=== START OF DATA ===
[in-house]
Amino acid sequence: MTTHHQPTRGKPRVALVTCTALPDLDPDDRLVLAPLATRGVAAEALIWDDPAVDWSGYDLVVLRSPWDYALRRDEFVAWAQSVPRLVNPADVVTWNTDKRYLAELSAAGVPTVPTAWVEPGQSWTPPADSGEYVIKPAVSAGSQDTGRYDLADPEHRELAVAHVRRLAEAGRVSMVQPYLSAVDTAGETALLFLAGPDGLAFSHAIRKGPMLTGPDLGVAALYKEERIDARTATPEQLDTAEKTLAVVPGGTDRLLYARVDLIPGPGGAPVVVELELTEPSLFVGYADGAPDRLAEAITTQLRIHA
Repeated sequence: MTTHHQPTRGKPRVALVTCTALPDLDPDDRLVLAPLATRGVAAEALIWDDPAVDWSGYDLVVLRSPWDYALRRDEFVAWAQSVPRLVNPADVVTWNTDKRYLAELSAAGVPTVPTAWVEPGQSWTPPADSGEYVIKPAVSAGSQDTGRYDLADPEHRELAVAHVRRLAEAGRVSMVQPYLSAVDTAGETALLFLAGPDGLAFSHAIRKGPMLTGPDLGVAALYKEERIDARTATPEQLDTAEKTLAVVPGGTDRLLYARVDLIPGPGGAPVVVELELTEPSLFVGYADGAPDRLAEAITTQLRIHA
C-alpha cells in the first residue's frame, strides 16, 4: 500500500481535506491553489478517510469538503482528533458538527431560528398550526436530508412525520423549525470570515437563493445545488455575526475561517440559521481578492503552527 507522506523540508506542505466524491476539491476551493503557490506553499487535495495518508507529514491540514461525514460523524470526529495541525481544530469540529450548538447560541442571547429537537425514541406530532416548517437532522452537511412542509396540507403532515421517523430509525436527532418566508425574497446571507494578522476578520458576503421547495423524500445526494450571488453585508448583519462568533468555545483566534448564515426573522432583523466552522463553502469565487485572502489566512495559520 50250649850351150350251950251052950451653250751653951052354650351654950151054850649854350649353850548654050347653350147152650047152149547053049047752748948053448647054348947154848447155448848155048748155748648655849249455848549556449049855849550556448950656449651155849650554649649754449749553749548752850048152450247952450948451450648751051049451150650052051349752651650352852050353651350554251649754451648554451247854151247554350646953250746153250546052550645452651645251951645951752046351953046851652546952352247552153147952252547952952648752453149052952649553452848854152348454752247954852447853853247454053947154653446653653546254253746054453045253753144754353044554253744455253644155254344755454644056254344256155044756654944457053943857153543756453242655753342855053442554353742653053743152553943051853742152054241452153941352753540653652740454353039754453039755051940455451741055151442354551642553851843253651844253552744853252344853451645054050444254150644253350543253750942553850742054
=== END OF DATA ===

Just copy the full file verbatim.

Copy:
[in-house]
Amino acid sequence: MTTHHQPTRGKPRVALVTCTALPDLDPDDRLVLAPLATRGVAAEALIWDDPAVDWSGYDLVVLRSPWDYALRRDEFVAWAQSVPRLVNPADVVTWNTDKRYLAELSAAGVPTVPTAWVEPGQSWTPPADSGEYVIKPAVSAGSQDTGRYDLADPEHRELAVAHVRRLAEAGRVSMVQPYLSAVDTAGETALLFLAGPDGLAFSHAIRKGPMLTGPDLGVAALYKEERIDARTATPEQLDTAEKTLAVVPGGTDRLLYARVDLIPGPGGAPVVVELELTEPSLFVGYADGAPDRLAEAITTQLRIHA
Repeated sequence: MTTHHQPTRGKPRVALVTCTALPDLDPDDRLVLAPLATRGVAAEALIWDDPAVDWSGYDLVVLRSPWDYALRRDEFVAWAQSVPRLVNPADVVTWNTDKRYLAELSAAGVPTVPTAWVEPGQSWTPPADSGEYVIKPAVSAGSQDTGRYDLADPEHRELAVAHVRRLAEAGRVSMVQPYLSAVDTAGETALLFLAGPDGLAFSHAIRKGPMLTGPDLGVAALYKEERIDARTATPEQLDTAEKTLAVVPGGTDRLLYARVDLIPGPGGAPVVVELELTEPSLFVGYADGAPDRLAEAITTQLRIHA
C-alpha cells in the first residue's frame, strides 16, 4: 500500500481535506491553489478517510469538503482528533458538527431560528398550526436530508412525520423549525470570515437563493445545488455575526475561517440559521481578492503552527 507522506523540508506542505466524491476539491476551493503557490506553499487535495495518508507529514491540514461525514460523524470526529495541525481544530469540529450548538447560541442571547429537537425514541406530532416548517437532522452537511412542509396540507403532515421517523430509525436527532418566508425574497446571507494578522476578520458576503421547495423524500445526494450571488453585508448583519462568533468555545483566534448564515426573522432583523466552522463553502469565487485572502489566512495559520 50250649850351150350251950251052950451653250751653951052354650351654950151054850649854350649353850548654050347653350147152650047152149547053049047752748948053448647054348947154848447155448848155048748155748648655849249455848549556449049855849550556448950656449651155849650554649649754449749553749548752850048152450247952450948451450648751051049451150650052051349752651650352852050353651350554251649754451648554451247854151247554350646953250746153250546052550645452651645251951645951752046351953046851652546952352247552153147952252547952952648752453149052952649553452848854152348454752247954852447853853247454053947154653446653653546254253746054453045253753144754353044554253744455253644155254344755454644056254344256155044756654944457053943857153543756453242655753342855053442554353742653053743152553943051853742152054241452153941352753540653652740454353039754453039755051940455451741055151442354551642553851843253651844253552744853252344853451645054050444254150644253350543253750942553850742054